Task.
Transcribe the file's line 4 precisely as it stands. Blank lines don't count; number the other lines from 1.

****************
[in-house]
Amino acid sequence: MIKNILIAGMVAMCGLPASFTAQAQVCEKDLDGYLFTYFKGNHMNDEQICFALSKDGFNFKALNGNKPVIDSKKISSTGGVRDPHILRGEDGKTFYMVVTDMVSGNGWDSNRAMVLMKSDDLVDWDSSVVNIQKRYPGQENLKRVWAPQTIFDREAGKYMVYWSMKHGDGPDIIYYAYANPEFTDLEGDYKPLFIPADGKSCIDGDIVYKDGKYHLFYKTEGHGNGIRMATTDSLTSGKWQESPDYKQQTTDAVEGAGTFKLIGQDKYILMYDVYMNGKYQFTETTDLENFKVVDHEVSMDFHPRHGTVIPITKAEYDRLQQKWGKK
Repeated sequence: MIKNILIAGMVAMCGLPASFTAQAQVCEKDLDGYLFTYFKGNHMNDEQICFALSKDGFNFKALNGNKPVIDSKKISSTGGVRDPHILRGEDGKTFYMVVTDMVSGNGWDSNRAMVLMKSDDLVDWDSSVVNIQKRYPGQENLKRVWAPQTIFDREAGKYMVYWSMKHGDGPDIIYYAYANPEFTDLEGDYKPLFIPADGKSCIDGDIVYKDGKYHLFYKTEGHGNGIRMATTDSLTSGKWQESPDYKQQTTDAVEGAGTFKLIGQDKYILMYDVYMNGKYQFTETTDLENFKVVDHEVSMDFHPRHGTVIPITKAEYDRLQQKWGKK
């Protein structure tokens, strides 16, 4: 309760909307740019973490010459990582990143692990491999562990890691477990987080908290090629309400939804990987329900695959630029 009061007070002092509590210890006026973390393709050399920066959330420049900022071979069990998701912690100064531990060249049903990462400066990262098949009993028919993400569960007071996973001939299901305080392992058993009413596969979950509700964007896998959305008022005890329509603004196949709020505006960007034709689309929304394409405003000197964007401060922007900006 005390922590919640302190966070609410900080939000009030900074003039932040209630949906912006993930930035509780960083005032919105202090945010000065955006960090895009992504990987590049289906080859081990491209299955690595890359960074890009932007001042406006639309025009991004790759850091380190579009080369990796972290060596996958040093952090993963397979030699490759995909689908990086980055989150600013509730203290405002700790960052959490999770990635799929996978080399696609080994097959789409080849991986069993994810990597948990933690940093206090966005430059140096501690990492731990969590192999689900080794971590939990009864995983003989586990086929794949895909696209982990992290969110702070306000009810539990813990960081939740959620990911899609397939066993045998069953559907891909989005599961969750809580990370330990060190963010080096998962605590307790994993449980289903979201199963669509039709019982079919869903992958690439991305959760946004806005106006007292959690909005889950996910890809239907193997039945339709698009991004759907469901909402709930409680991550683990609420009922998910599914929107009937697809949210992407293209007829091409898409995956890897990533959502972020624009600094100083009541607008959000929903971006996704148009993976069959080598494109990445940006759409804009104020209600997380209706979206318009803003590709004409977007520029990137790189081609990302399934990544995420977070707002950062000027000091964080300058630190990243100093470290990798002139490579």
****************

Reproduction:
């Protein structure tokens, strides 16, 4: 309760909307740019973490010459990582990143692990491999562990890691477990987080908290090629309400939804990987329900695959630029 009061007070002092509590210890006026973390393709050399920066959330420049900022071979069990998701912690100064531990060249049903990462400066990262098949009993028919993400569960007071996973001939299901305080392992058993009413596969979950509700964007896998959305008022005890329509603004196949709020505006960007034709689309929304394409405003000197964007401060922007900006 005390922590919640302190966070609410900080939000009030900074003039932040209630949906912006993930930035509780960083005032919105202090945010000065955006960090895009992504990987590049289906080859081990491209299955690595890359960074890009932007001042406006639309025009991004790759850091380190579009080369990796972290060596996958040093952090993963397979030699490759995909689908990086980055989150600013509730203290405002700790960052959490999770990635799929996978080399696609080994097959789409080849991986069993994810990597948990933690940093206090966005430059140096501690990492731990969590192999689900080794971590939990009864995983003989586990086929794949895909696209982990992290969110702070306000009810539990813990960081939740959620990911899609397939066993045998069953559907891909989005599961969750809580990370330990060190963010080096998962605590307790994993449980289903979201199963669509039709019982079919869903992958690439991305959760946004806005106006007292959690909005889950996910890809239907193997039945339709698009991004759907469901909402709930409680991550683990609420009922998910599914929107009937697809949210992407293209007829091409898409995956890897990533959502972020624009600094100083009541607008959000929903971006996704148009993976069959080598494109990445940006759409804009104020209600997380209706979206318009803003590709004409977007520029990137790189081609990302399934990544995420977070707002950062000027000091964080300058630190990243100093470290990798002139490579």